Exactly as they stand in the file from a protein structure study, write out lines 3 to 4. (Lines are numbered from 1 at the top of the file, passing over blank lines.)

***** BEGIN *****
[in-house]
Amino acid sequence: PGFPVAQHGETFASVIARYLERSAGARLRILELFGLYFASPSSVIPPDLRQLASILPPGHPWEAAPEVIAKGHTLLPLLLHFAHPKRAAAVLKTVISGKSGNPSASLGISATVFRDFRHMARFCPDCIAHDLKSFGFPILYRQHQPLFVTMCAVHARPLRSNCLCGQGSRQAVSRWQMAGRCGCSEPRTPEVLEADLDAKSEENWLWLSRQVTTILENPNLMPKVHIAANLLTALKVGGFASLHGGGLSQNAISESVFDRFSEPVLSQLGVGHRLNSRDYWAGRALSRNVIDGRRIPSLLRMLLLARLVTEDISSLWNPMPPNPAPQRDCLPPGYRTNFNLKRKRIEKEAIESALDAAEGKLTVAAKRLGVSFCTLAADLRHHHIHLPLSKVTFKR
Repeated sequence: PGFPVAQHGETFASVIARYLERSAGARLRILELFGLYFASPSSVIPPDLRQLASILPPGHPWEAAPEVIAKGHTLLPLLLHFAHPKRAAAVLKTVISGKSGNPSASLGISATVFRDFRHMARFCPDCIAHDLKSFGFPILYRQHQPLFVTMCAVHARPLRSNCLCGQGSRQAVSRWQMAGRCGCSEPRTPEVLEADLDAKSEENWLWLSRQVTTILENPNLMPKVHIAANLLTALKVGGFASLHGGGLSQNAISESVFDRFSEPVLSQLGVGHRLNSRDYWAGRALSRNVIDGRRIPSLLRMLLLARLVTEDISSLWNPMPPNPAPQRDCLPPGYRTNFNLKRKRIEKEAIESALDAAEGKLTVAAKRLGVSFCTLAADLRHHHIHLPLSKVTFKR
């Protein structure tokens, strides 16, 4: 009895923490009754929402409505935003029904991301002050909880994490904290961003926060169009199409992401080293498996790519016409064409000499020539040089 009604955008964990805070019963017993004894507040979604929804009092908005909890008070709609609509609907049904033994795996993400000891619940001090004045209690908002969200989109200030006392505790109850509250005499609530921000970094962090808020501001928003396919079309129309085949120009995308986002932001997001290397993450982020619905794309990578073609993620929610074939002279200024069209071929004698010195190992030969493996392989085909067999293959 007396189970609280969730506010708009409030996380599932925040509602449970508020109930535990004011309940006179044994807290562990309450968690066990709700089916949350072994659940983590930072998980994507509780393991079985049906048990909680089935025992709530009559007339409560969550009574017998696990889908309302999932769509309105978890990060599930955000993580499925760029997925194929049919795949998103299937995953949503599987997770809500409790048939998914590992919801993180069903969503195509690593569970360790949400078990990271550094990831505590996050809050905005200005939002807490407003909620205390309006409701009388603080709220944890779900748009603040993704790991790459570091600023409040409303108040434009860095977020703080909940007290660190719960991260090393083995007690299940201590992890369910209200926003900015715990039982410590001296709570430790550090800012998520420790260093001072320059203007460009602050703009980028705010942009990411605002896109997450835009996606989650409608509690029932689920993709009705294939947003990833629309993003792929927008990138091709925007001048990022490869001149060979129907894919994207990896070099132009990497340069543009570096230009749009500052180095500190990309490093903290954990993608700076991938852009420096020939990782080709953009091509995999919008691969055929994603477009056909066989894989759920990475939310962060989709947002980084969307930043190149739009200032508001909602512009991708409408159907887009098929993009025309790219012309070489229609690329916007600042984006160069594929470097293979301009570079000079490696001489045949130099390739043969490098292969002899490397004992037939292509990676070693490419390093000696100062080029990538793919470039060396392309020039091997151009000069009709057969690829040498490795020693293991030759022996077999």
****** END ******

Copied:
Repeated sequence: PGFPVAQHGETFASVIARYLERSAGARLRILELFGLYFASPSSVIPPDLRQLASILPPGHPWEAAPEVIAKGHTLLPLLLHFAHPKRAAAVLKTVISGKSGNPSASLGISATVFRDFRHMARFCPDCIAHDLKSFGFPILYRQHQPLFVTMCAVHARPLRSNCLCGQGSRQAVSRWQMAGRCGCSEPRTPEVLEADLDAKSEENWLWLSRQVTTILENPNLMPKVHIAANLLTALKVGGFASLHGGGLSQNAISESVFDRFSEPVLSQLGVGHRLNSRDYWAGRALSRNVIDGRRIPSLLRMLLLARLVTEDISSLWNPMPPNPAPQRDCLPPGYRTNFNLKRKRIEKEAIESALDAAEGKLTVAAKRLGVSFCTLAADLRHHHIHLPLSKVTFKR
């Protein structure tokens, strides 16, 4: 009895923490009754929402409505935003029904991301002050909880994490904290961003926060169009199409992401080293498996790519016409064409000499020539040089 009604955008964990805070019963017993004894507040979604929804009092908005909890008070709609609509609907049904033994795996993400000891619940001090004045209690908002969200989109200030006392505790109850509250005499609530921000970094962090808020501001928003396919079309129309085949120009995308986002932001997001290397993450982020619905794309990578073609993620929610074939002279200024069209071929004698010195190992030969493996392989085909067999293959 007396189970609280969730506010708009409030996380599932925040509602449970508020109930535990004011309940006179044994807290562990309450968690066990709700089916949350072994659940983590930072998980994507509780393991079985049906048990909680089935025992709530009559007339409560969550009574017998696990889908309302999932769509309105978890990060599930955000993580499925760029997925194929049919795949998103299937995953949503599987997770809500409790048939998914590992919801993180069903969503195509690593569970360790949400078990990271550094990831505590996050809050905005200005939002807490407003909620205390309006409701009388603080709220944890779900748009603040993704790991790459570091600023409040409303108040434009860095977020703080909940007290660190719960991260090393083995007690299940201590992890369910209200926003900015715990039982410590001296709570430790550090800012998520420790260093001072320059203007460009602050703009980028705010942009990411605002896109997450835009996606989650409608509690029932689920993709009705294939947003990833629309993003792929927008990138091709925007001048990022490869001149060979129907894919994207990896070099132009990497340069543009570096230009749009500052180095500190990309490093903290954990993608700076991938852009420096020939990782080709953009091509995999919008691969055929994603477009056909066989894989759920990475939310962060989709947002980084969307930043190149739009200032508001909602512009991708409408159907887009098929993009025309790219012309070489229609690329916007600042984006160069594929470097293979301009570079000079490696001489045949130099390739043969490098292969002899490397004992037939292509990676070693490419390093000696100062080029990538793919470039060396392309020039091997151009000069009709057969690829040498490795020693293991030759022996077999």